Maybe the only hole that is out of sink with the others, is hole 19: the visitors' clubhouse. Whilst the members' clubhouse sits beautiful alongside the first tee of Gullane I, the visitors' clubhouse is a rather unwelcoming place near the first tees of Gullane II & III. So we missed the after round member & guest interaction in the clubhouse that other courses provide. But the good news is: Gullane offers a variety of pubs and restaurants for your cool down after the round.
We played the course from the yellow tees and I scored a decent 72, so you can wake me up any time of the day to play this course again!
Gullane is definitely on the list when we come back again.
The type of links golf encountered at the No.2 course is very similar in character to that at the No.1 layout. In fact you could take almost any hole and place it on the main course and it wouldn't look or feel out of place.
The No.2 course is preferred by many locals and whilst it doesn't quite demand as much from the golfer it's easy to see why it is so well liked. As a whole the No.1 course in my opinion is undoubtedly superior and consistently produces on 18 occasions but it could be argued that the second course has the stand-out holes. The fourth, 11th and 13th certainly have the 'wow' factor and are seriously good golf holes. I could also make a strong case for it having at least as strong a set of short holes too.
It comes in 500 yards shorter than its elder sibling and houses only one long par four (which is played downhill) but the par of 71 is still a sound test.
The condition of both courses was, as you would expect, immaculate. The greens ran true and the fairways produced that tight lie only links golf can provide. The bunkers were immaculately maintained, both the sand and the surrounds. It has a reputation for excellent winter golf too and I can well imagine that being the case.
One key feature we noticed on both courses is the bunkering on a lot of the holes gives the appearance that the hazards are much closer to the green than they actually are. This may fool the first time visitor but you will certainly know for your second round, and third, and fourth... This is a course that once you have played it you will want to return to time and time again.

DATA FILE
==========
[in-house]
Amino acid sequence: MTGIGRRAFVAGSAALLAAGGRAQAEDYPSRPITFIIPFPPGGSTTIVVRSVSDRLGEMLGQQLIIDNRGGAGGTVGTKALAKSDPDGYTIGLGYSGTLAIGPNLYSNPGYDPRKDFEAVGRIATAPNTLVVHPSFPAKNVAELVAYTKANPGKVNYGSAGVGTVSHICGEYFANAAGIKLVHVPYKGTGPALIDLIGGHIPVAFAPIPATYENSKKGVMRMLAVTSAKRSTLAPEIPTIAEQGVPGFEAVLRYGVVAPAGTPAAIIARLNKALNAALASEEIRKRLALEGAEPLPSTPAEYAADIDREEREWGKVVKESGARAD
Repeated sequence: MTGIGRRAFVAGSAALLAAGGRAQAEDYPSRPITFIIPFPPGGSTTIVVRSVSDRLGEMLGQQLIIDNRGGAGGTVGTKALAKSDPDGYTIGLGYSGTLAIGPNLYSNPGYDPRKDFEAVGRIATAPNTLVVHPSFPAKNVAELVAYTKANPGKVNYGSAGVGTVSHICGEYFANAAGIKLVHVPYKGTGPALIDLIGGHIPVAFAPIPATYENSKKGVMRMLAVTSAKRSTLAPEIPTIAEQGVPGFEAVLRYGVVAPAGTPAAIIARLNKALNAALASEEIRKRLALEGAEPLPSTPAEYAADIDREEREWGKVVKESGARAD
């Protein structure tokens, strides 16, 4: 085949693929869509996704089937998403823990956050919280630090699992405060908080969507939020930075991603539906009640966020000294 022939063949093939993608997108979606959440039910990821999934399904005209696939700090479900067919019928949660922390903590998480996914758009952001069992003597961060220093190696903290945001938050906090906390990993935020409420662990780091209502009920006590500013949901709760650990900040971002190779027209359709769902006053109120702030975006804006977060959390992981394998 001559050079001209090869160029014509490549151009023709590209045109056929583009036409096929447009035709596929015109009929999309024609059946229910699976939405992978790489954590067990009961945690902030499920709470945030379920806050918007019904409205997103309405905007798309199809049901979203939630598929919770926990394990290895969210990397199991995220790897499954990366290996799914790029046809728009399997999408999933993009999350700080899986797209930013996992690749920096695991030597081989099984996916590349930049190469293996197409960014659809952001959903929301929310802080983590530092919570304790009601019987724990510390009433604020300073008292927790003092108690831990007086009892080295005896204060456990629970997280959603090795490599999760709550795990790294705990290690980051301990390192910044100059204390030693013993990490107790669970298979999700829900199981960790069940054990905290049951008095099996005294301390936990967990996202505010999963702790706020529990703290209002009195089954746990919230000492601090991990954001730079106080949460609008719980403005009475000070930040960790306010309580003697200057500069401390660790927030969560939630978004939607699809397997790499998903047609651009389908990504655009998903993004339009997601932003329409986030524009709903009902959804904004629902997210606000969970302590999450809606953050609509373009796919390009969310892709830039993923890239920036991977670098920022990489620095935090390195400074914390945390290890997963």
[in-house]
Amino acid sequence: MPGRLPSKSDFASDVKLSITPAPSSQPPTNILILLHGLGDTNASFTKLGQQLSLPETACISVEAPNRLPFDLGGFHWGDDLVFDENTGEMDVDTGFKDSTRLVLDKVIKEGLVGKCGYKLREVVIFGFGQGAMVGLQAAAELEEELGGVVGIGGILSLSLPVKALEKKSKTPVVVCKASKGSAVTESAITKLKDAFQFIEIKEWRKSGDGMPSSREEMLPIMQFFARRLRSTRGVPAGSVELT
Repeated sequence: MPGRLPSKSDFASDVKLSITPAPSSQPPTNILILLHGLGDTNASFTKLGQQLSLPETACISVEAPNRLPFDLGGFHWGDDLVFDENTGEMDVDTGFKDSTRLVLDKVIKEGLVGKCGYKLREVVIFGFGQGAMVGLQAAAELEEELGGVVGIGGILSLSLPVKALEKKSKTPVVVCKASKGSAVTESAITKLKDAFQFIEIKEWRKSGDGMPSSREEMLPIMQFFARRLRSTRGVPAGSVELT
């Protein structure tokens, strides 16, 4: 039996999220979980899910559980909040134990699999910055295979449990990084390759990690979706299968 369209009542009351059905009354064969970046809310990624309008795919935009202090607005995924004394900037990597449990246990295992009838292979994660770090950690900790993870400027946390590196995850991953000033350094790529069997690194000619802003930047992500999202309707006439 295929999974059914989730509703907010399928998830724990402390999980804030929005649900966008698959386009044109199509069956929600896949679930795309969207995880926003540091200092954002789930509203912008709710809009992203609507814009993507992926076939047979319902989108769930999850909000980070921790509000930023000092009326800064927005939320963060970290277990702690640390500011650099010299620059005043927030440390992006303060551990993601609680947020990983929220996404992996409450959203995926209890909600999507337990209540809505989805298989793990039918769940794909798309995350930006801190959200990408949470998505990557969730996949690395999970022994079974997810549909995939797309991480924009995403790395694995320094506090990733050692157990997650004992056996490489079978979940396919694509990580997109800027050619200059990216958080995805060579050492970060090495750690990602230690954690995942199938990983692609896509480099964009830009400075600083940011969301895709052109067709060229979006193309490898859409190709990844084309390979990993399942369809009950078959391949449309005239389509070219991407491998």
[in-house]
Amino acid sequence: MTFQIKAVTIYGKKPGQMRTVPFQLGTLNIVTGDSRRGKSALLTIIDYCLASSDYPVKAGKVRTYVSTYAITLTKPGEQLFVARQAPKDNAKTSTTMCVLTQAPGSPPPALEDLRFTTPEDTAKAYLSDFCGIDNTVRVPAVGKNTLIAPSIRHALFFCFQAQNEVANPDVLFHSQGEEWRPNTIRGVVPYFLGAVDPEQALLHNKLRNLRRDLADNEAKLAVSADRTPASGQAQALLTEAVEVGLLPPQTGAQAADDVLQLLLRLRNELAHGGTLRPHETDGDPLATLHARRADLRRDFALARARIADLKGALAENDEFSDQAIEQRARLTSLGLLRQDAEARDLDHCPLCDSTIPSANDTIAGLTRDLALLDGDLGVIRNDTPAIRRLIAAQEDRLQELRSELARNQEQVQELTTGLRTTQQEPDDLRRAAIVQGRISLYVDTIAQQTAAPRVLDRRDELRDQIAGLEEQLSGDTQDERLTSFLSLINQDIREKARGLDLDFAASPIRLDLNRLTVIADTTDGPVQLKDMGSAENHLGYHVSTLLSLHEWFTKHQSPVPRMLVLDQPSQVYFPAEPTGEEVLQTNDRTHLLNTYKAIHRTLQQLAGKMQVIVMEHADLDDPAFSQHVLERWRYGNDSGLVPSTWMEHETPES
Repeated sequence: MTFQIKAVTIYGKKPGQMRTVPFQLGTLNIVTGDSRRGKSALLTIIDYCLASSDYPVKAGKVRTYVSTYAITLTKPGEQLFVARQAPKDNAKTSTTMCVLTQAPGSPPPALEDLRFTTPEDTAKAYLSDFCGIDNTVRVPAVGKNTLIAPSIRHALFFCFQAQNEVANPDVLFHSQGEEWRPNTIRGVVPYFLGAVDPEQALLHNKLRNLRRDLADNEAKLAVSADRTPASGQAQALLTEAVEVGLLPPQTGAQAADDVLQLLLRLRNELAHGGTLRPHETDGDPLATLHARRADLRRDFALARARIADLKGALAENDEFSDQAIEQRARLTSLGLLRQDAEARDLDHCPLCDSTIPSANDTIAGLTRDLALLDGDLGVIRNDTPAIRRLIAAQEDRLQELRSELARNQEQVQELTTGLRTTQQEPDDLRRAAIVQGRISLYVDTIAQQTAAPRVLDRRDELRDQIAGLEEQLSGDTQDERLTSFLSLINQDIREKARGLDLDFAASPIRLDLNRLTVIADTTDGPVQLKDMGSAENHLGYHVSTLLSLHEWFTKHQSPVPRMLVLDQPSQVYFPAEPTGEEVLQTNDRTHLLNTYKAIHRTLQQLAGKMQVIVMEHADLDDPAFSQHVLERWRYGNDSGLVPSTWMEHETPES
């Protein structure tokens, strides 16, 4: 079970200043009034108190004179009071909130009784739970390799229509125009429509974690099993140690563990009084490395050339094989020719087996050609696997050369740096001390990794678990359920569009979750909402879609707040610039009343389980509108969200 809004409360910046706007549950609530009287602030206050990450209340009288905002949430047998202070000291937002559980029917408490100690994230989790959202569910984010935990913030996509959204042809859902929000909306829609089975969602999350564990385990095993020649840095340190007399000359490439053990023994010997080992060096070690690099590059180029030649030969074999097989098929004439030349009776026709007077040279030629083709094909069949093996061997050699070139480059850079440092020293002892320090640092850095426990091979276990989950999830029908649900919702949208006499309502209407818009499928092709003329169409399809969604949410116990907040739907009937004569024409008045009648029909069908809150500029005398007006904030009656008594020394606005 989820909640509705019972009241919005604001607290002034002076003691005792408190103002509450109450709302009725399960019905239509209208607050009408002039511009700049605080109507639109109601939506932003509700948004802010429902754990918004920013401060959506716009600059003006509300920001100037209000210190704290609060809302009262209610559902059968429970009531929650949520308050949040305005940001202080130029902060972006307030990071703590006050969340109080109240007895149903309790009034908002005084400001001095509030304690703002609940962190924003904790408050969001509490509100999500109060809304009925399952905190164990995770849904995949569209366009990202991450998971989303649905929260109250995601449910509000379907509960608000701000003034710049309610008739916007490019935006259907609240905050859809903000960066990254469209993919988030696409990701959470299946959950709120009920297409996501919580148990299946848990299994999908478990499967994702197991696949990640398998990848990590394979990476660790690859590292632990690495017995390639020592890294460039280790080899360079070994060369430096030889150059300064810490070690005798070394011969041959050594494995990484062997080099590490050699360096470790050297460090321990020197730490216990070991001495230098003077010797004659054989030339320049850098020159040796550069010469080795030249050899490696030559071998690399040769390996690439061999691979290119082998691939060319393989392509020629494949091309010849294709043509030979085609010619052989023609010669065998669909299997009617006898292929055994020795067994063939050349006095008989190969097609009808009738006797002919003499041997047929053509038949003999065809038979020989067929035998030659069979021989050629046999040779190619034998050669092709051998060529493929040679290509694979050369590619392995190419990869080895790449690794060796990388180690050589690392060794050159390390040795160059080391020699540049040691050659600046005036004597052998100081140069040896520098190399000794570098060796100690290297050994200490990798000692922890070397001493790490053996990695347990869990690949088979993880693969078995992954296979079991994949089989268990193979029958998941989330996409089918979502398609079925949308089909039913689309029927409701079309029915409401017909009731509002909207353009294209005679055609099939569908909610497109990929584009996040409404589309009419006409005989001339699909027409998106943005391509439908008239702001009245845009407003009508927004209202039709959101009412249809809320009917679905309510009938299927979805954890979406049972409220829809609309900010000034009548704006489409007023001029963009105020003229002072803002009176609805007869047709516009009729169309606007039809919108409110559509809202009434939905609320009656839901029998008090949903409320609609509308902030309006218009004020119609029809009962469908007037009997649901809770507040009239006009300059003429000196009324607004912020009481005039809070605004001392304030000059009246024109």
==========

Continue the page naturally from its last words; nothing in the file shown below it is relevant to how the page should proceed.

I can't speak highly enough of our experience here. It is very rare that you come across a club with two courses where there is such a consistent quality throughout both of them.
Ed is the founder of Golf Empire – click the link to read his full review.
The 3rd hole is uphill but is a very short par four of just 237 yards. Provided you drive straight then you will be close to the green with a great birdie chance. The easy 3rd is followed by a long par four of 454 yards and rated index 1. This is a really good hole and features no less than five bunkers in front of the green.
The 17th has the same wonderful views as its counterpart on the No. 1 course. Although 361 yards in length, down the steep hill this hole is very driveable. You cross over the road to the 18th tee to return to the public clubhouse. At only 305 yards, this par four presents a very real birdie prospect.
The No. 2 course is not far behind No. 1 in terms of quality and degree of difficulty. The greens at No. 2 are excellent and, in general, the course provided far more variety than I had expected. The bunkers are quite small so invariably you will find yourself right up against the sides or front wall with little means of escape.
This review is an edited extract from Another Journey through the Links, which has been reproduced with David Worley’s kind permission. The author has exclusively rated for us every Scottish course featured in his book. Another Journey through the Links is available for Australian buyers via www.golfbooks.com.au and through Amazon for buyers from other countries.